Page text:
by Sandra Easton
17 September 2020
The biennial finance staff census provides a view of how the finance function looks right now – underlining areas such as diversity where improvements are needed – and a baseline against which to measure future changes.
The finance staff census – published every other year by the HFMA, Skills Development Network and Future-Focused Finance – is an important exercise and report. It may not be a mandatory return, but its value is massively enhanced by its comprehensive coverage. So – thank you for taking the time to fill in the returns.
The 2019 census – the report for which has just been published – shows a remarkably stable position in terms of the overall numbers of finance staff working in provider and commissioning bodies over the years – see Healthcare Finance’s analysis of the headline findings. But it is at the more detailed level that the census can help to shine a light on the make-up of the function, its requirements and where improvements may be needed.
In holding a mirror up to the finance function, it shows that it is an increasingly qualified function – with 43% of the 16,788 finance staff qualified with or studying for a CCAB or equivalent qualification. But there are other areas where we clearly need to do better.
In particular we have a lot still to do to improve diversity in our function, with the numbers of women and black and minority ethnic (BME) staff at more senior levels simply not reflecting the make-up of the finance function as a whole or the populations they serve.
The presence of a glass ceiling around band 8a is quite clear. We don’t fully understand what creates that ceiling, but it is something we need to take down. And this is a job for the whole service – not something that can be fixed from the centre.
Trusts should be looking at the whole career pathway for their staff and ensuring all grades of staff have access to training and support. Finance leaders at all levels need to make sure they are aware of the issues and barriers that some staff encounter and work closely with human resources and organisational development teams on this.
Job descriptions need to be written in a neutral way, shortlists developed that acknowledge unconscious bias and recruitment panels need to be balanced and representative – not just composed of the existing team. We all need to take time to understand the value that different backgrounds, perspectives and experience can bring. (See the HFMA/FFF report Diversity and inclusion: how you can make a difference).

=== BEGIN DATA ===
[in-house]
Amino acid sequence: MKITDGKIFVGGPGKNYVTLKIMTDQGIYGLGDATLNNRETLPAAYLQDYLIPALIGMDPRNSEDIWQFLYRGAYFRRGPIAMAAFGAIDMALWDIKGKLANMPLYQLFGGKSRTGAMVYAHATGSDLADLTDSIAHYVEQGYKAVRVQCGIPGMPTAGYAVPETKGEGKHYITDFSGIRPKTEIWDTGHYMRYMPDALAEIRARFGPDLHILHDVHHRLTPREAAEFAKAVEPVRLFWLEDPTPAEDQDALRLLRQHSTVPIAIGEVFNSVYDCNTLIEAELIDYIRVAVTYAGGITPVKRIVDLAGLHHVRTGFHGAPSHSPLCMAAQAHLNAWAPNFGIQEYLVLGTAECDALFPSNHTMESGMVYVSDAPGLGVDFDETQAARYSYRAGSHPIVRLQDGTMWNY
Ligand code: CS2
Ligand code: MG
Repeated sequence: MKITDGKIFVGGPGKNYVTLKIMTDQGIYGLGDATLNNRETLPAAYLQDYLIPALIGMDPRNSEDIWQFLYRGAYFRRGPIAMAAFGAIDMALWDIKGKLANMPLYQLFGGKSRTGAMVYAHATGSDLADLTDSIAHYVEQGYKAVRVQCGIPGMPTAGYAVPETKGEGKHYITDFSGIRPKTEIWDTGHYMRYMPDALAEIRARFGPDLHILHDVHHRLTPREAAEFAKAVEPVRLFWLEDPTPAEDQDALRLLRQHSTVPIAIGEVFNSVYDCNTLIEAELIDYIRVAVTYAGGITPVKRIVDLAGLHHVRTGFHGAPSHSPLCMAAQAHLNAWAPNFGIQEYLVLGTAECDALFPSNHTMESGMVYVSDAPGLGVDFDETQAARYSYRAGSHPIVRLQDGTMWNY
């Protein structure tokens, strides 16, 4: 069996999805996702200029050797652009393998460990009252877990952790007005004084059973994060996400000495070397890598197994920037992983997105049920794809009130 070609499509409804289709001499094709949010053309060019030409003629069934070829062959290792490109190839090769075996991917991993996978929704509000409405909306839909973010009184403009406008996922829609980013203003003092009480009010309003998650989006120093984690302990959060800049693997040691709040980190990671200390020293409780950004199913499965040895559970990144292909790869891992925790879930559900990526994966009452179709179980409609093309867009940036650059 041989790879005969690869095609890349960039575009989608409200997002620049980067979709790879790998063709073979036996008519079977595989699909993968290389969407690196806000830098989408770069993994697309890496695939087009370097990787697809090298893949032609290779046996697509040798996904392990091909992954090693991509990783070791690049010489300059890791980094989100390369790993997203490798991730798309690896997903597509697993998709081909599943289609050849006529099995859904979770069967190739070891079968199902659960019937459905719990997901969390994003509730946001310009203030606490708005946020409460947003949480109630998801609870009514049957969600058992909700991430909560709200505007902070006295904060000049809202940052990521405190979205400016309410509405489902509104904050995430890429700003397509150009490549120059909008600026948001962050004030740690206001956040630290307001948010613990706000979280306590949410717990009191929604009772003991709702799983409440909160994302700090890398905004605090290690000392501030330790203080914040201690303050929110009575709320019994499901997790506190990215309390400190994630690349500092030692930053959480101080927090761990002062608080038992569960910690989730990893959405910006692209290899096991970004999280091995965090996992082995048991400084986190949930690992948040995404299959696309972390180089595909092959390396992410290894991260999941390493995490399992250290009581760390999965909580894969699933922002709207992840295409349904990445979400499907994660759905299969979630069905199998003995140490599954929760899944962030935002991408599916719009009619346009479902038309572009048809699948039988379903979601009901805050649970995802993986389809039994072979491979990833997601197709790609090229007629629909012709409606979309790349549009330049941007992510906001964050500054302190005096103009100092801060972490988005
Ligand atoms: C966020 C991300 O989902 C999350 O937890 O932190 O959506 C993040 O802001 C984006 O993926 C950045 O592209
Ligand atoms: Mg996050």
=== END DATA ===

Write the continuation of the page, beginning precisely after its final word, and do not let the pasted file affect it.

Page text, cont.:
As a starting point I’d encourage trusts to make full use of their organisation-specific diversity metric reports, which will be sent out by the HFMA and FFF in October. These provide an opportunity for finance directors to make the mirror a bit more local, understand their own key challenges and set out action plans to address them.
The census also gives us a benchmark against which we can measure changes in the function as we move forward. We know the finance team of the future will be different to today as structures and financial flows change and we move to much more system working. But technology and new ways of working will also drive change.
We started to look at what this might mean in terms of future skill mix and training needs last year, but the context has changed with the Covid-19 pandemic. The outbreak – and the NHS response to it – has confirmed some of the changes we thought were likely and accelerated some of the developments that we thought were on the horizon.
A year ago, who would have thought that finance teams would have moved almost wholesale to homeworking? But, in this period, we have also brought in or expanded use of technology to support new ways of working – cloud-based ledgers have come into their own and we’ve moved to electronic submission of accounts and coped with a remote audit process.
We now need to listen to the service about how it thinks the future will pan out. What have we learnt from the Covid experience – what works and what doesn’t and how can we build back stronger? Are there aspects of the current temporary finance regime that will help us to achieve the ambitions of the NHS long-term plan, including a greater focus on population health, working as integrated care systems and a move away from competition?
You will hear more about FFF’s ‘one NHS finance’ engagement exercise over the next week or so. And we hope that future finance staff censuses will help us to chart changes in the function as it develops to meet these challenges.
The impact of Covid-19 on the future delivery of NHS community services
21 October 2020
EVO case studies – University Hospitals Birmingham NHS Foundation Trust
13 October 2020
Education and events
NHS leadership and CEO network: virtual forum
11 November 2020
Finance managers forum
10 February 2021